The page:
Combined Sewer System – a sewer system that collect waste water and storm water in a single pipe. In sustained periods of wet weather, they can quickly become inundated and are forced to overflow untreated into an adjacent water body.
Eutrophication – The addition of natural or artificial substances, such as nitrates or phosphates, into a body of water. It can occur naturally but can also be the result of fertilizers or sewage being deposited into the water. The growth of excessive algae is promoted and oxygen levels are depleted causing the death of other organisms, such as fish.
Greenway – strips of undeveloped land near urban areas that are set aside for both recreational use and environmental protection.
Rain Garden – a shallow depression that is planted with deep-rooted native plants and grasses. It is positioned near a run-off source in order to capture rainwater runoff and prevent water reaching the sewer system.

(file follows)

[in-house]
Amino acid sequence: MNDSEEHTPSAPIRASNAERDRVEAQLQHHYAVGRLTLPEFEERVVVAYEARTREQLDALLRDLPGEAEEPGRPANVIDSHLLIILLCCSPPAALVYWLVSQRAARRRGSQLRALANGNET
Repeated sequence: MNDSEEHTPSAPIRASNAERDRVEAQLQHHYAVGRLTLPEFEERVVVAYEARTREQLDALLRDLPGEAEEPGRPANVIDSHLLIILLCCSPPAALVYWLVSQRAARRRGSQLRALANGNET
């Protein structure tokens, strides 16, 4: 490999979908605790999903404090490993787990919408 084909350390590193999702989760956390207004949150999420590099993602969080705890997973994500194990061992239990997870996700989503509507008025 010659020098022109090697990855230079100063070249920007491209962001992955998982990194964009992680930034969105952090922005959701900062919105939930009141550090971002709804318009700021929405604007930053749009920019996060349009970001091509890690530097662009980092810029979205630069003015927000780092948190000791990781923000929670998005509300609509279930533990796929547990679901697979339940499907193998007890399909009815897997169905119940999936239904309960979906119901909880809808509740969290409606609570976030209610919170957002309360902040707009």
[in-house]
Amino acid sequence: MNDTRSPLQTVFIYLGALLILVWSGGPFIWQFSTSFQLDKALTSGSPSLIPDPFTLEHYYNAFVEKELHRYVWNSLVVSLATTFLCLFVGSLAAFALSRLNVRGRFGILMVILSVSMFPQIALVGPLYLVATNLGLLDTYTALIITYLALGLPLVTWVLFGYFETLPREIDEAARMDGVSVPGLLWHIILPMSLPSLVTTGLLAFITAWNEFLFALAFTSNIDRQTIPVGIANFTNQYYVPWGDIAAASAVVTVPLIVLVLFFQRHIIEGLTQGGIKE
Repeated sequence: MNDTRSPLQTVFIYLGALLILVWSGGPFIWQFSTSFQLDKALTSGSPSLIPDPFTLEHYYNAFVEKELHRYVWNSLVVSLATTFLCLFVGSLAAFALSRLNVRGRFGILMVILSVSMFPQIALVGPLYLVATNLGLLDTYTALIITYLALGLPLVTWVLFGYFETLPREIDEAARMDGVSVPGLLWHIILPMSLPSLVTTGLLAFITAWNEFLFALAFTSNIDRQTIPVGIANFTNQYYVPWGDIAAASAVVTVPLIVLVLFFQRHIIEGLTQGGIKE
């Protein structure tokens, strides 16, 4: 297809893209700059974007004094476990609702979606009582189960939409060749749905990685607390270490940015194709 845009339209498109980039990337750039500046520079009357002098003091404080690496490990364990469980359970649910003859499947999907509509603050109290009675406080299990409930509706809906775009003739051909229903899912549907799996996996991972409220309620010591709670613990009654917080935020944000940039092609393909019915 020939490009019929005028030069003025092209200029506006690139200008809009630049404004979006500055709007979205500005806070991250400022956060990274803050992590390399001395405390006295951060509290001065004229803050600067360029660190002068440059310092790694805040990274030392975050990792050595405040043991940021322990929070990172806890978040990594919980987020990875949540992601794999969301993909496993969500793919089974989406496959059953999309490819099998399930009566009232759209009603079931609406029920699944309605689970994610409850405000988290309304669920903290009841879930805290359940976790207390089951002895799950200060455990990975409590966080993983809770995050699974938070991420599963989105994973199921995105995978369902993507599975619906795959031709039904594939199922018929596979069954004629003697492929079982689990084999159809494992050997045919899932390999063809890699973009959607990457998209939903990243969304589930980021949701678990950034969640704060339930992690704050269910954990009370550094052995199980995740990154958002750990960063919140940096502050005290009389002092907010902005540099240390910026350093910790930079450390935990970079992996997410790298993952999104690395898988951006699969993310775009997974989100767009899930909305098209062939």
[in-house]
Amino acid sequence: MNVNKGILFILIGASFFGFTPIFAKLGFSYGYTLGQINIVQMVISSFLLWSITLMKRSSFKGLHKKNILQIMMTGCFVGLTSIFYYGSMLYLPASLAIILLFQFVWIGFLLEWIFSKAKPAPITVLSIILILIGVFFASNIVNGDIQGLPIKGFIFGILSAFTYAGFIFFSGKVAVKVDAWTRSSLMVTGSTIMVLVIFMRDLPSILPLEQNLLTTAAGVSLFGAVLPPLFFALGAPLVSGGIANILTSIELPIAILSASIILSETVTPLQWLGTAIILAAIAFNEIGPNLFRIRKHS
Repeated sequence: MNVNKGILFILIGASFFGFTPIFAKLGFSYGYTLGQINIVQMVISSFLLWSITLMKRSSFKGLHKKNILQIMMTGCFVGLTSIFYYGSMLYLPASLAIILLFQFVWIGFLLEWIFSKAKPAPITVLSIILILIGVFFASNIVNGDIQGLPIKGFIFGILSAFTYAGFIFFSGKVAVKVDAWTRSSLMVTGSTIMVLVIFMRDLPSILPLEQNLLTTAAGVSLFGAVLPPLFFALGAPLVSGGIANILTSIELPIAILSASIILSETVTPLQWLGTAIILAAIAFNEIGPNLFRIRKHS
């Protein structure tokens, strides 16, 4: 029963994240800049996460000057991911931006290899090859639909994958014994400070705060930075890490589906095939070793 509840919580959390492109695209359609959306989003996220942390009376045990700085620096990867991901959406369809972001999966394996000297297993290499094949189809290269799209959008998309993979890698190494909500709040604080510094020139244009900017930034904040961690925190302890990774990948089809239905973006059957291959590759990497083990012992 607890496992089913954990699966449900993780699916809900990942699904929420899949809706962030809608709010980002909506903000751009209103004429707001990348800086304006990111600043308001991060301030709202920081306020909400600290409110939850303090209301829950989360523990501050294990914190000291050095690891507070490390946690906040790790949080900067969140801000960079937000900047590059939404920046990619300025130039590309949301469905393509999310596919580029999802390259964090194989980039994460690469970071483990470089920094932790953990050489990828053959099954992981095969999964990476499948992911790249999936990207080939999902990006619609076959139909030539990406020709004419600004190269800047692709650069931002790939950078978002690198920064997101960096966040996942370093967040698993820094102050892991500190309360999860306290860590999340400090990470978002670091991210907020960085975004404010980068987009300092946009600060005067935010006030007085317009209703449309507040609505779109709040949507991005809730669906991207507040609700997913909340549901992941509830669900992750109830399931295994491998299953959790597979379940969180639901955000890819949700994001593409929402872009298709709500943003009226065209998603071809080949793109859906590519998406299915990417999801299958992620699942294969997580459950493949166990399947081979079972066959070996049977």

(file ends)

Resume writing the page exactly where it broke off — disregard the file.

Riparian forest buffers – are an interwoven mix of trees, shrubs, and grasses along the banks of waterways. These balanced habitats provide food, shelter, water, and space to facilitate well developed and diverse species populations. In addition to being advantageous for wildlife, forest buffers are beneficial to human populations. Forest buffers can help improve a communities economic situation by lowering the costs of storm water management, and increasing adjacent property values (thus creating greater tax revenue for the region). In urban areas riparian forest buffers are crucial tools used in managing and reducing the impacts of adjacent land use, such as non point source pollution from entering our waterways. Riparian forest buffers act to stabilize shorelines by anchoring soil into place. This ensures that waterways do not quickly erode away during flash flood events.